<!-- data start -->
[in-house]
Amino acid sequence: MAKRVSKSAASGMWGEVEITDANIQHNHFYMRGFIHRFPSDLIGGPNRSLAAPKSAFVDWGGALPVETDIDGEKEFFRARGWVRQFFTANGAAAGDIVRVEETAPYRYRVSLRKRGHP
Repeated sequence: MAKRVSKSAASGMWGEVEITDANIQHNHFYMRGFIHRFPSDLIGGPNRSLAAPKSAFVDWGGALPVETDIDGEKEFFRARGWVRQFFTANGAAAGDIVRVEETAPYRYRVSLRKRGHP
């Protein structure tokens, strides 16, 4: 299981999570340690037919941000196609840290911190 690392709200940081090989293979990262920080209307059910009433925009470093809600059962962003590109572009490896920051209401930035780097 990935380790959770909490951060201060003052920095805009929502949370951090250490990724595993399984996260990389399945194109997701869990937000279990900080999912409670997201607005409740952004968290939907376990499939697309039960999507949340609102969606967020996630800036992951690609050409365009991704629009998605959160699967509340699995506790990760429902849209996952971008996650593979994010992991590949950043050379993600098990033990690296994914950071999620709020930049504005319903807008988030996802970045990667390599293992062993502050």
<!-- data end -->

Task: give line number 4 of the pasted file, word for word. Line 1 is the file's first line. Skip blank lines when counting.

């Protein structure tokens, strides 16, 4: 299981999570340690037919941000196609840290911190 690392709200940081090989293979990262920080209307059910009433925009470093809600059962962003590109572009490896920051209401930035780097 990935380790959770909490951060201060003052920095805009929502949370951090250490990724595993399984996260990389399945194109997701869990937000279990900080999912409670997201607005409740952004968290939907376990499939697309039960999507949340609102969606967020996630800036992951690609050409365009991704629009998605959160699967509340699995506790990760429902849209996952971008996650593979994010992991590949950043050379993600098990033990690296994914950071999620709020930049504005319903807008988030996802970045990667390599293992062993502050």